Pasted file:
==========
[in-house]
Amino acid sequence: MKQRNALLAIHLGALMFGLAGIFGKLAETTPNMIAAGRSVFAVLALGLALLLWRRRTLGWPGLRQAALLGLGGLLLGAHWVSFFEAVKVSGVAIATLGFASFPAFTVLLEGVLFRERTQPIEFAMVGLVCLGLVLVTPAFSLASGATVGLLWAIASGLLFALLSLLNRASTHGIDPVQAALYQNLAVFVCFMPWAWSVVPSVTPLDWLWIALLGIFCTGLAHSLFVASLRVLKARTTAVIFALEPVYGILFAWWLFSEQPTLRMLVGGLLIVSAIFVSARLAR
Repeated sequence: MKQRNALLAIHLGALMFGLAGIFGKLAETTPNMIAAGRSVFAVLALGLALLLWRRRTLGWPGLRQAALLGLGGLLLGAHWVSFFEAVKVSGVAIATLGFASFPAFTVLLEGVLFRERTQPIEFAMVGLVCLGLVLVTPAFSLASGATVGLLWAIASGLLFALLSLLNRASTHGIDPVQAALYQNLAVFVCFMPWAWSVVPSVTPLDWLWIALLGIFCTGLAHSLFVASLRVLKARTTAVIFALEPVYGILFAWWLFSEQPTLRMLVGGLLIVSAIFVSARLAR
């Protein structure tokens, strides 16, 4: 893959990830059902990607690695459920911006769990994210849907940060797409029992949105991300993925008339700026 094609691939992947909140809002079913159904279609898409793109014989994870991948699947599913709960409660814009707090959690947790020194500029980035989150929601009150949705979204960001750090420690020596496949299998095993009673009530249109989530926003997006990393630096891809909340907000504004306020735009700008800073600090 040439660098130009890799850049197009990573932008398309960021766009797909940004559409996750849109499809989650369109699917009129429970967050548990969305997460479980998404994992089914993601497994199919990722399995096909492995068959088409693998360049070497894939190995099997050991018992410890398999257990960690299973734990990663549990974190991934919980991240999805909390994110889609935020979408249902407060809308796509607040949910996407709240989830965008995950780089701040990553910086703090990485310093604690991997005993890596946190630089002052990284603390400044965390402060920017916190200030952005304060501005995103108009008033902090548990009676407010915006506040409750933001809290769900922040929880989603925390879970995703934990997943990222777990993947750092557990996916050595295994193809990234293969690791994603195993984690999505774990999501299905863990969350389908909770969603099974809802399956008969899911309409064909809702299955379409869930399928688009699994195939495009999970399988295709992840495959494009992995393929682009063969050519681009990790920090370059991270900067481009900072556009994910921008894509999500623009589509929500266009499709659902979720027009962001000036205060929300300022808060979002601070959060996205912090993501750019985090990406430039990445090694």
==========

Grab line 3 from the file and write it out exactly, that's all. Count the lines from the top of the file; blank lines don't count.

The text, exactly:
Repeated sequence: MKQRNALLAIHLGALMFGLAGIFGKLAETTPNMIAAGRSVFAVLALGLALLLWRRRTLGWPGLRQAALLGLGGLLLGAHWVSFFEAVKVSGVAIATLGFASFPAFTVLLEGVLFRERTQPIEFAMVGLVCLGLVLVTPAFSLASGATVGLLWAIASGLLFALLSLLNRASTHGIDPVQAALYQNLAVFVCFMPWAWSVVPSVTPLDWLWIALLGIFCTGLAHSLFVASLRVLKARTTAVIFALEPVYGILFAWWLFSEQPTLRMLVGGLLIVSAIFVSARLAR